parent would invite, especially during these hard economic times.”

John Fitzpatrick, Executive Director of the Tex as High School Project, said, “Early College High
Schools in Texas are proving that students once considered „at risk‟ or „high -need‟ can achieve
when challenged wit h high expectations and support. Early college high schools will make college
a reality for these students, who often will the be the first in their families to attend college. ”

For more information about the Early College High School Initiative, visit THSP.org/ECHSWeek.



ABOUT <SCHOOL NAME>

Add school description here

About Texas High School Project
A unique public-private alliance, the Texas High School Project (THSP ) is dedicated to ensuring
that all Texas students graduate high school college ready, career ready, and life ready. The
THSP focus es its efforts on high-need schools and districts statewide, with an emphasis on urban
areas and the Texas-Mexico border. Public and privat e organiz ations in the THSP include the
Texas Education Agency, Governor's Office, Texas Legislature, Texas Higher Education
Coordinating Board, Bill & Melinda Gates Foundation, Michael & Susan Dell Foundation, Wallace
Foundation, Greater Texas Foundation, Meadows Foundation, Communities Foundation of
Texas, and National Instruments. THSP private philanthropic investments are managed by
Communities Foundation of Texas. State and federal investments in Texas schools are managed
by the Texas Education Agency.



ABOUT JOBS FOR THE FUTURE
Through research, analysis, action, and advocacy, Jobs for the Future develops promising
education and labor market models, expands successful models in communities across the
country, and shapes the policy environment that enables American families and companies to
compete in a global economy. Jobs for the Future is the lead coordinator and policy advocate for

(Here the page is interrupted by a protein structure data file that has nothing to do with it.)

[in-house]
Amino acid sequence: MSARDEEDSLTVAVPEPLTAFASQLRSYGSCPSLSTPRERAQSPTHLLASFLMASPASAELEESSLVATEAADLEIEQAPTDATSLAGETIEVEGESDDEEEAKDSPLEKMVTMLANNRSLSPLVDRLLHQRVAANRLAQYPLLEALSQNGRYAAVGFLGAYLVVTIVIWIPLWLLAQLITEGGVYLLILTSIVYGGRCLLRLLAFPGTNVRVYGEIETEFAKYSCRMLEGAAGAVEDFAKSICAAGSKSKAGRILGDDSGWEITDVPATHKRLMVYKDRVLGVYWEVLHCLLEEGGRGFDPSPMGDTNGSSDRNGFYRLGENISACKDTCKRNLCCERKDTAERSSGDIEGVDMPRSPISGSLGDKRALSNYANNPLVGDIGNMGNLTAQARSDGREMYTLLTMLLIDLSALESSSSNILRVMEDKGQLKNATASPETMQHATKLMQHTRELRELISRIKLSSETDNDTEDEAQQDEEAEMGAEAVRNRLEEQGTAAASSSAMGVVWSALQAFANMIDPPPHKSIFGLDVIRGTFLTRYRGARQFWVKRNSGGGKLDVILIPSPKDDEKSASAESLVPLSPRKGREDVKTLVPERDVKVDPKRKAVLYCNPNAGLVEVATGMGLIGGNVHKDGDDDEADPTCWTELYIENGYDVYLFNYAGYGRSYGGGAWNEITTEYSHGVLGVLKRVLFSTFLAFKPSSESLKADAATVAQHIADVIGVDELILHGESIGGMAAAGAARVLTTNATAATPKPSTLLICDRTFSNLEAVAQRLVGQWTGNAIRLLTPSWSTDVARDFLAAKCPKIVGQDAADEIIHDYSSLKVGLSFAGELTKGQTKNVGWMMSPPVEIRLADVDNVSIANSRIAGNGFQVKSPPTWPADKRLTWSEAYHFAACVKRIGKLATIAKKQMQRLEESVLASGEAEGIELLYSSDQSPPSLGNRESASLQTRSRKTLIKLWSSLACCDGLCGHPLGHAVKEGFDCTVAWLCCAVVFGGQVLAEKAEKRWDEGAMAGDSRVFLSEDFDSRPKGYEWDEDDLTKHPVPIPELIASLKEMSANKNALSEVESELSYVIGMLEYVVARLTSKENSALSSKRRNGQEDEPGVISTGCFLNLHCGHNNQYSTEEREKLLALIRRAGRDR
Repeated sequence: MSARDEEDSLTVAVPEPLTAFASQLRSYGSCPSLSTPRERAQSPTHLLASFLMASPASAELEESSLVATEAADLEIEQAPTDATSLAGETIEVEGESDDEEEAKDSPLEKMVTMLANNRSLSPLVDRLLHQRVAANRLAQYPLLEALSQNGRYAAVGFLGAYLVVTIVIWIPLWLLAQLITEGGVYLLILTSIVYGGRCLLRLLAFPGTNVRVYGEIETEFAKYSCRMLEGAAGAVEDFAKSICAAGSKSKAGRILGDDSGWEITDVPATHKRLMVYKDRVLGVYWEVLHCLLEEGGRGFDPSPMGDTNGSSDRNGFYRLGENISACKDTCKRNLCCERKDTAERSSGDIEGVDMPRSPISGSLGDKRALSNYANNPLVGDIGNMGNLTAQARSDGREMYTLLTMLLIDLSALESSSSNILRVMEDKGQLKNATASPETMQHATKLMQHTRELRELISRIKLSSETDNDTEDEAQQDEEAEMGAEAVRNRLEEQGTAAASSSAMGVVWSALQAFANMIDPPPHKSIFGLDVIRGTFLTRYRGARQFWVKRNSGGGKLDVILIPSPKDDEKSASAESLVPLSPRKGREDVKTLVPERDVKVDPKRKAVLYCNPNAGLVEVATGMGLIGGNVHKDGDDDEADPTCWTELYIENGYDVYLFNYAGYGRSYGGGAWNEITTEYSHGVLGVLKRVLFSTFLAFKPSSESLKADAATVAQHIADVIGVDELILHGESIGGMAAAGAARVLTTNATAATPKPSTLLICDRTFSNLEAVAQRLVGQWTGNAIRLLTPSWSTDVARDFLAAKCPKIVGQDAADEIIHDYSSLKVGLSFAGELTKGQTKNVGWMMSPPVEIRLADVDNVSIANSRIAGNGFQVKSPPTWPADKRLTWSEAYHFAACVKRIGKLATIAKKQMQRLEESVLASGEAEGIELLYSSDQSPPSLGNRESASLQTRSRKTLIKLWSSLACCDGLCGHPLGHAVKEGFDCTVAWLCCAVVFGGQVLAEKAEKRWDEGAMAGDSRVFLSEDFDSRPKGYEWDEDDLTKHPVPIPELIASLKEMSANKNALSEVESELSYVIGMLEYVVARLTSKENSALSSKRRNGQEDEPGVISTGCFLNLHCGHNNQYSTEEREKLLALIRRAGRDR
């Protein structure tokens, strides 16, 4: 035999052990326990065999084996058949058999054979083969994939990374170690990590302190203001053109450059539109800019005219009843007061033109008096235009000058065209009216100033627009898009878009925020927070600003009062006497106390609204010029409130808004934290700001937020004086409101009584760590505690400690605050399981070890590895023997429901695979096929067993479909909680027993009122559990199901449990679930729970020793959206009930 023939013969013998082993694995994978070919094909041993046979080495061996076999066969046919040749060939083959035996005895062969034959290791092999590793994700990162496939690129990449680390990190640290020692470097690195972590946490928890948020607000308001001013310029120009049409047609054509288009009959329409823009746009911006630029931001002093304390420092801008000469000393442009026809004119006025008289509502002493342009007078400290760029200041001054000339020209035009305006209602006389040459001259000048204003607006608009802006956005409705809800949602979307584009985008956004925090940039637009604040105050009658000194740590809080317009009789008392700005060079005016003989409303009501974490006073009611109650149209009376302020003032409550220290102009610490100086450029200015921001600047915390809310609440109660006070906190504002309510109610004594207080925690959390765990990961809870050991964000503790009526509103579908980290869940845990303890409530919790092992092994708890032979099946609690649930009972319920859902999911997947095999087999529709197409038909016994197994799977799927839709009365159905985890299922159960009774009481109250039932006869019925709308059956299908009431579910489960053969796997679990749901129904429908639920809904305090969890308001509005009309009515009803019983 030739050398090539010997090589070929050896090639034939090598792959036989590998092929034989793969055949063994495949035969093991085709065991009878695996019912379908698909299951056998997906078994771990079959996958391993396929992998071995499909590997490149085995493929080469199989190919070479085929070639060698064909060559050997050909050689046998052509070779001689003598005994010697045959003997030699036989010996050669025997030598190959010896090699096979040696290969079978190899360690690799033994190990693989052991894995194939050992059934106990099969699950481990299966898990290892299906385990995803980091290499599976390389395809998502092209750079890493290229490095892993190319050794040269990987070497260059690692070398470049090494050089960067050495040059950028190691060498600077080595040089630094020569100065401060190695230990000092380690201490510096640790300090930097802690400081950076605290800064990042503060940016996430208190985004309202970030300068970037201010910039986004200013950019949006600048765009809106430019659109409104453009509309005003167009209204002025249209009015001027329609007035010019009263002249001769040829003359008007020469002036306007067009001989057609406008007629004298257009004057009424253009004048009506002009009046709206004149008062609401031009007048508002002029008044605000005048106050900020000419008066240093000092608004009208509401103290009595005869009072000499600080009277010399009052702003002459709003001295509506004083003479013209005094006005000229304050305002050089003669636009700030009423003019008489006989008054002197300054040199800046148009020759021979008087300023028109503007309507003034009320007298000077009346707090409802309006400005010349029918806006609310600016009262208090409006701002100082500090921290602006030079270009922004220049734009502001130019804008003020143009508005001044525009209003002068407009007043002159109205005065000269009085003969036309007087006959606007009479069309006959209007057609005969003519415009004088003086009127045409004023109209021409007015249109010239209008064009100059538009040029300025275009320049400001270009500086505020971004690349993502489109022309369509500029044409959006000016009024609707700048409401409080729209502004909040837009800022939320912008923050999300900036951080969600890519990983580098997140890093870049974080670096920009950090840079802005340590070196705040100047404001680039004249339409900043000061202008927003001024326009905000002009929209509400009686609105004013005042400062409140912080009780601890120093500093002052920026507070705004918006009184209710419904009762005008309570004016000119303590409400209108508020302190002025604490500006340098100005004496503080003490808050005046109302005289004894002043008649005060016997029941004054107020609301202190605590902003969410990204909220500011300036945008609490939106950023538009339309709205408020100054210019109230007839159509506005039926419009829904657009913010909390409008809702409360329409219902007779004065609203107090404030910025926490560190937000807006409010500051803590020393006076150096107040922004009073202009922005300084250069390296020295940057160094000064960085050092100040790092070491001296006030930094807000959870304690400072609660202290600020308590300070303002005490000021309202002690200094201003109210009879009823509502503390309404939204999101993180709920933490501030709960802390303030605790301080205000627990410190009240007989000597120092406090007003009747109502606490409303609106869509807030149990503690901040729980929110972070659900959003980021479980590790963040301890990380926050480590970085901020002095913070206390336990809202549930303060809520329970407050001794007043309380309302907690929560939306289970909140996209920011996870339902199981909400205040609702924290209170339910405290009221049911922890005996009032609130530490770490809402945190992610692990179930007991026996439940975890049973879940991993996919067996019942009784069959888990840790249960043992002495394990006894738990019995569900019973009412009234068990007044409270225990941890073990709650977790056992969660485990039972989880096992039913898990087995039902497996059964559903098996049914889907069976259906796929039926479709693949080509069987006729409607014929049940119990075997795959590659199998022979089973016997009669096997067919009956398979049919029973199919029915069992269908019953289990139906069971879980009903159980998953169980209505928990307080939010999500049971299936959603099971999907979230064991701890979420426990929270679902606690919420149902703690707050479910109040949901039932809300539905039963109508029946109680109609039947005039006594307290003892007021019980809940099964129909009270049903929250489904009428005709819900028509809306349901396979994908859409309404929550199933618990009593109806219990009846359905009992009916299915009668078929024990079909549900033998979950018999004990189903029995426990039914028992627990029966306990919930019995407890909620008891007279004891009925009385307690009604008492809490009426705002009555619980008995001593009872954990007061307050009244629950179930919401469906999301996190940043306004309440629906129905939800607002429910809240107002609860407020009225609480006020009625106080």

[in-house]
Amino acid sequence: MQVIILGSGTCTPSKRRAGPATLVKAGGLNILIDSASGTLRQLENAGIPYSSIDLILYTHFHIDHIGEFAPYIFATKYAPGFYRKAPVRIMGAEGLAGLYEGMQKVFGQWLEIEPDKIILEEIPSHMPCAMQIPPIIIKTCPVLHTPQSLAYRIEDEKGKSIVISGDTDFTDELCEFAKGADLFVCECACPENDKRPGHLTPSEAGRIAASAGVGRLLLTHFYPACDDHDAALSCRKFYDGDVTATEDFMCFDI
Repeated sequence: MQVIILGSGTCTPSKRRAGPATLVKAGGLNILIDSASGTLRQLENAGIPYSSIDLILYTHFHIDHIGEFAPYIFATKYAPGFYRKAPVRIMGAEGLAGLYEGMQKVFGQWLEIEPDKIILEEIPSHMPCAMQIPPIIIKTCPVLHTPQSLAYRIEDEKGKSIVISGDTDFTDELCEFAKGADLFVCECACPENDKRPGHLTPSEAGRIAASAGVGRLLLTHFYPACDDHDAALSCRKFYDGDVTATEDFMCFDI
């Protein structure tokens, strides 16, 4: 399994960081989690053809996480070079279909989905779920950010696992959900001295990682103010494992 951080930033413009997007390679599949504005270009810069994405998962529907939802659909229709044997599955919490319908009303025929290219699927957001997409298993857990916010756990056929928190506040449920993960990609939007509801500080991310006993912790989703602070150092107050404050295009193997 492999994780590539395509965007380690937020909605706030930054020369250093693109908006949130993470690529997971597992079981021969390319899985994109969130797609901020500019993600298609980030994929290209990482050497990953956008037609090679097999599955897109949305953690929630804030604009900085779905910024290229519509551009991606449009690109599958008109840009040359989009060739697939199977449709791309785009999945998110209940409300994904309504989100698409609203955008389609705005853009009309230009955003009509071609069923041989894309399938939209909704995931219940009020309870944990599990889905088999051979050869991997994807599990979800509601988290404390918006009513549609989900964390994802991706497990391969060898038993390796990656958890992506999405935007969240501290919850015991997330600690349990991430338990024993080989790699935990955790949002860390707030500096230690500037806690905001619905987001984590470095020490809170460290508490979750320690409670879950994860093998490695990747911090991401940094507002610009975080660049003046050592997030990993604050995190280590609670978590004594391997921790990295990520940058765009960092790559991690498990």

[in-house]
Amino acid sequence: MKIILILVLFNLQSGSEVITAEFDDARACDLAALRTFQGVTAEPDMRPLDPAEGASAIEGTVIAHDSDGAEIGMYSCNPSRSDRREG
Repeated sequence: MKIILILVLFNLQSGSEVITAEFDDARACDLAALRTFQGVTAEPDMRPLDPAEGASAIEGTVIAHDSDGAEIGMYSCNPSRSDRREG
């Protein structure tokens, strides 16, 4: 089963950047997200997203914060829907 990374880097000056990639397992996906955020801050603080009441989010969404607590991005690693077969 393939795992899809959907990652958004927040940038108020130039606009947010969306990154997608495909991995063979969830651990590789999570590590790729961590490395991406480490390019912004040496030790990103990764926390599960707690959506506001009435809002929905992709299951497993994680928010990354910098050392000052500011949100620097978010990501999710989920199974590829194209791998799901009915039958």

the Early College High School Initiative.


TEXAS EARLY COLLEGE HIGH SCHOOL AWARENESS WEEK                    http://thsp.org/ECHSWeek
ECHS PARTNER ORGANIZATIONS
Early college schools are a part nership bet we en school districts and colleges. Partner
organizations provide startup and ongoing technical support, guidanc e, and professional
development for their networks of schools. These partners include the:
     Cent er for Native Education
     City University of New York
     Texas High School Project/Communities Foundation of Texas
     Foundation for California Community Colleges
     Gateway to College National Network
     Georgia Board of Regents
     KnowledgeWorks Foundation
     Middle College National Consortium
     National Council of La Raza
     Nort h Carolina New Schools Project
     SECME, Inc.
     Utah Partnership for Education
     Woodrow Wilson National Fellowship Foundation




TEXAS EARLY COLLEGE HIGH SCHOOL AWARENESS WEEK                    http://thsp.org/ECHSWeek
ANNOUNCEMENT TO THE PARENTS OF YOUR SCHOOL(S)
ABOUT NATIONAL TEXAS EARLY COLLEGE HIGH SCHOOL
AWARENESS WEEK




Dear Students and Parents/Guardians of <school name>,

We‟re excited to announce that our school is participating in a national, weeklong celebration of
early college high schools. The goal of Texas Early College High School Awareness Week is
to spread pride through the 200 communities where these schools help prepare students for
college, and spread awareness about their benefit to communities that may consider starting
some of their own.

Texas Early College High School Awareness Week will run from Monday, May 4 through
Sunday, May 10, 2009.

Nationally, 200 early colleges serve more than 40,000 students a year. Nine out of 10 early
college students get a high school diploma at a time when up to half of young people drop out of
traditional schools.

In addition, 88 percent of students graduate with at least some college credit. This college credit
is earned tuition free, at a time when one year of public college costs an average of $6,600.
Students with two years of credit or an Associate‟s degree would save an average $13, 000.

Here at SCHOOL NAME, <list any school-related accomplishments, statistics—paragraph
optional>

To help celebrate Texas E arly College High School Awareness Week here in CITY/TOWN,
STA TE, SCHOOL NAME has decided to <describe event, date, time, location, cost>.

We invite you to attend this event and help us show America what a difference early college has
made here in CITY/ TOWN, and across our nation.



Thank you,

Principal XXX

SCHOOL NAME




TEXAS EARLY COLLEGE HIGH SCHOOL AWARENESS WEEK                     http://thsp.org/ECHSWeek
           INVITATION TO LOCAL OFFICIALS FOR
  TEXAS EARLY COLLEGE HIGH SCHOOL AWARENESS WEEK
         EVENTS IN YOUR SCHOOL OR COMMUNITY


Official‟s Prefix & Name
Address 1
Address 2
City, State, Zip


Dear Prefix Name,

We invite you to attend our <E vent Name> at <School Name> on <Date>, part of a national,
weeklong celebration of early college high schools. The goal of Texas Early College High
School Awareness Week is to spread pride through the 200 communities where these schools